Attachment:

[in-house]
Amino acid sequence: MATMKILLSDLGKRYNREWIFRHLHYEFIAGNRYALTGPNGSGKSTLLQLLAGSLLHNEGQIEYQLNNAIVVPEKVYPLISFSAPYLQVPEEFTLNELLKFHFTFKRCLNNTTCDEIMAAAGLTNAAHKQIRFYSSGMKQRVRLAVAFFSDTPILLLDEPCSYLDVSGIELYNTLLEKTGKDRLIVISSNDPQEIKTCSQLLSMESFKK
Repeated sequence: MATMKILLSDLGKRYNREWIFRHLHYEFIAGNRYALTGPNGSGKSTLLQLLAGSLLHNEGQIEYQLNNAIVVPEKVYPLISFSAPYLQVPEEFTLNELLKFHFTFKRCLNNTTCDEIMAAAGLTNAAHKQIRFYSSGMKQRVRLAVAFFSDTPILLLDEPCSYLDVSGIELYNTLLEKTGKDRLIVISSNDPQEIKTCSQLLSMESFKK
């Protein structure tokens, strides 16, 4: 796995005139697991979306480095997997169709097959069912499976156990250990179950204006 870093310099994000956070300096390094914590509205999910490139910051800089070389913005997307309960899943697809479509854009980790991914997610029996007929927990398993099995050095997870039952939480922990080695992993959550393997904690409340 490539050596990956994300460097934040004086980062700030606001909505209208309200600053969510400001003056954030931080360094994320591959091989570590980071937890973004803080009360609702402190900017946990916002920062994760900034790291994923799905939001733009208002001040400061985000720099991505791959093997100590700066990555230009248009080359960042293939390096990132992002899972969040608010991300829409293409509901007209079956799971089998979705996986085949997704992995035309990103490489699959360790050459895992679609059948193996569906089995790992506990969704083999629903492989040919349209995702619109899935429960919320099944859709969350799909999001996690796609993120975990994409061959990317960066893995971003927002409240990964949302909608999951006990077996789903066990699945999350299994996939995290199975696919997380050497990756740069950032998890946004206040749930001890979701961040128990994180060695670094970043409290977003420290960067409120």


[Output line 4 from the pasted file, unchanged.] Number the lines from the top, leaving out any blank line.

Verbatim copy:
């Protein structure tokens, strides 16, 4: 796995005139697991979306480095997997169709097959069912499976156990250990179950204006 870093310099994000956070300096390094914590509205999910490139910051800089070389913005997307309960899943697809479509854009980790991914997610029996007929927990398993099995050095997870039952939480922990080695992993959550393997904690409340 490539050596990956994300460097934040004086980062700030606001909505209208309200600053969510400001003056954030931080360094994320591959091989570590980071937890973004803080009360609702402190900017946990916002920062994760900034790291994923799905939001733009208002001040400061985000720099991505791959093997100590700066990555230009248009080359960042293939390096990132992002899972969040608010991300829409293409509901007209079956799971089998979705996986085949997704992995035309990103490489699959360790050459895992679609059948193996569906089995790992506990969704083999629903492989040919349209995702619109899935429960919320099944859709969350799909999001996690796609993120975990994409061959990317960066893995971003927002409240990964949302909608999951006990077996789903066990699945999350299994996939995290199975696919997380050497990756740069950032998890946004206040749930001890979701961040128990994180060695670094970043409290977003420290960067409120």